Growing up in rural Bladen County, Bill Cromartie sometimes went along when his father, a country doctor, visited his patients.
As a result, Bill Cromartie saw the kind of bodily damage a 12-gauge shotgun can inflict and the ways disease can find barefoot children. Vaccines and antibiotics proved life-changing, in many cases life-saving. His father treated everyone, regardless of ability to pay, and his compensation sometimes came in the form of chickens or produce.
When it came time for William Cromartie to choose his own career path, he followed his father’s footsteps into medicine.
Dr. William Cromartie would go on to contribute to health care throughout the state as a researcher and educator as well as a lobbyist. The longtime Chapel Hill resident died last month at 99.
For most of those years he worked both privately and publicly to bring quality health care to all North Carolinians. His early research focused on curing rheumatic fever, an infection that most often afflicts children and can be deadly.
He joined the faculty at the UNC School of Medicine in 1951 as the program went from two to four years and the North Carolina Memorial Hospital was opening. In the 1960s he helped begin a statewide community training system that sought to bring medical care to rural areas short on primary care physicians. It would become the foundation for North Carolina Area Health Education Centers system, his family said.
“He was a rock. He was always calm and under control, and a wonderful teacher,” said Dr. Jim Rose, a former student and retired internist living in Madison, Wis.
During his tenure at UNC, Cromartie served as chief of infectious disease services, associate dean for clinical sciences and chief of staff before retiring in 1985.
The alumni distinguished professor emeritus of microbiology and immunology would remain vocal about his feelings that medical care should not be a privilege, and he did so by writing numerous opinions for The News & Observer, many of them written well into his 80s.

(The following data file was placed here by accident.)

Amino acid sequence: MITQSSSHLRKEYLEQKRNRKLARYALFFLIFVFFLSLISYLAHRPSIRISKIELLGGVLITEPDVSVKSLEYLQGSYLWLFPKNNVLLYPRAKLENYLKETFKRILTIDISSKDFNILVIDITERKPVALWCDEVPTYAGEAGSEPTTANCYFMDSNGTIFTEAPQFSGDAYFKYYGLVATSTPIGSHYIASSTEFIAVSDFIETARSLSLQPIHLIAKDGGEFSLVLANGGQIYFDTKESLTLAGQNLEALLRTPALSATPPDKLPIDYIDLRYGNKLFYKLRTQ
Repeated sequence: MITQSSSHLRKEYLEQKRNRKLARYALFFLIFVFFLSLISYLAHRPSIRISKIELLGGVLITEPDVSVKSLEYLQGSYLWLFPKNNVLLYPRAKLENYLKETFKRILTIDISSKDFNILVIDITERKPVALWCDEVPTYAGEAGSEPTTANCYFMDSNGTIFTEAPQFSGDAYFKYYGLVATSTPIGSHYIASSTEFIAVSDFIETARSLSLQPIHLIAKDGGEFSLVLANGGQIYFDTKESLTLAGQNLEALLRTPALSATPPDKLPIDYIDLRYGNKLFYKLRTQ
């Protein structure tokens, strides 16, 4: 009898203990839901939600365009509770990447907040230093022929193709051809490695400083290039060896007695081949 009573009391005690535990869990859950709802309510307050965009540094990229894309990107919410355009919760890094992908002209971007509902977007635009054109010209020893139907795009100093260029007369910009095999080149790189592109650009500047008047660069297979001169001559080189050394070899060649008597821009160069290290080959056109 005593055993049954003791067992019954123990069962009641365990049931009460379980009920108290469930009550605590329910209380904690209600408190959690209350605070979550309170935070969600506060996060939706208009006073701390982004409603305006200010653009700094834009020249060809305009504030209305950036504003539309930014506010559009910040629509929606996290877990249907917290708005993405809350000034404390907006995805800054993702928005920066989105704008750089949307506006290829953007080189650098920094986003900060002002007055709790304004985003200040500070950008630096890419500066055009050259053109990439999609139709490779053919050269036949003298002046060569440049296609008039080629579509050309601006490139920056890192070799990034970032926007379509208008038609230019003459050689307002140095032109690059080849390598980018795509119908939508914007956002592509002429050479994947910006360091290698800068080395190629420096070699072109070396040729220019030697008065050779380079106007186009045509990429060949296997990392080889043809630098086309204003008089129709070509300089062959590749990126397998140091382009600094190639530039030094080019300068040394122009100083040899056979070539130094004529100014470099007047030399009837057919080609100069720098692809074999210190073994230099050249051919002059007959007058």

Learning from WWII ‘horrors’
Some of his earliest medical work took place abroad during his time in the U.S. Army. Cromartie headed part of the Alsos Mission, where he interrogated captured German scientists about nuclear, biological and chemical weapons development. The mission, part of the Manhattan Project, found him present for the liberation of the Dachau concentration camp in Germany.
“He saw, really, the horrors of these camps,” said Jamie Cromartie, of Egg Harbor City, N.J., the oldest of his five children. “You certainly had the sense that many of his convictions were tied to those experiences.”
Cromartie did not often speak about his time in the Army, but he was always clear that bigotry was never to be tolerated. He told his children that he knew where bigotry led. He had seen it first-hand. For someone raised in the rural South during the 20s and 30s, Cromartie came to hold strongly progressive values, his family said.
“He was very much a New Deal Democrat,” said his daughter, Martha Henderson, of Madison, Wis.
He helped found the Community Church of Chapel Hill, now the Community Church of Chapel Hill Unitarian Universalist, which was opened in response to the Presbyterian Church’s segregation policy of the era. “He never dealt with people in categories,” Jamie Cromartie said. “People were people, as far as he was concerned. I do think that real bigotry, and real narrow-mindedness offended him very much.”
Cromartie practiced his belief in quality health care at home, making sure all of his children received vaccinations and preventive care, a concept that was just taking root.
In retirement, he and his wife, Jo, enjoyed spending time on the Outer Banks. They were married 60 years, having met while she was a lieutenant in the WAVES (Women Accepted for Volunteer Emergency Service) and a cryptographer working for the Navy Department in Washington, D.C. “The story we always heard was they met on the steps of the old Navy building and it was love at first sight,” John Cromartie said.
Sometime after his retirement in 1985, Cromartie approached state Rep. Verla Insko with a binder. It was full of research he had compiled showing the history of health care in the state of North Carolina – and a dismal history it was. Insko can still remember reading one fact over and over, unable to believe that during World War II, 58 percent of draftees in the state failed the medical exam.
“It influenced me. We had made a lot of progress but still had a long way to go,” Insko said. In 1999 she introduced House Bill 1396, which sought to amend the Constitution of North Carolina to recognize the right to health care. Cromartie publicly supported the bill, always outspoken in his belief that the health care the state legislature enjoyed should be made available to the public at large.
“The passage of this bill would allow the people of North Carolina and their leaders to complete a health care program begun here in 1944,” Cromartie wrote in an column for The News & Observer later that year.
“I think he made a real contribution,” Insko said. “I think he inspired to me to really step out and take a stand on an issue that I knew was going to be a long term commitment.”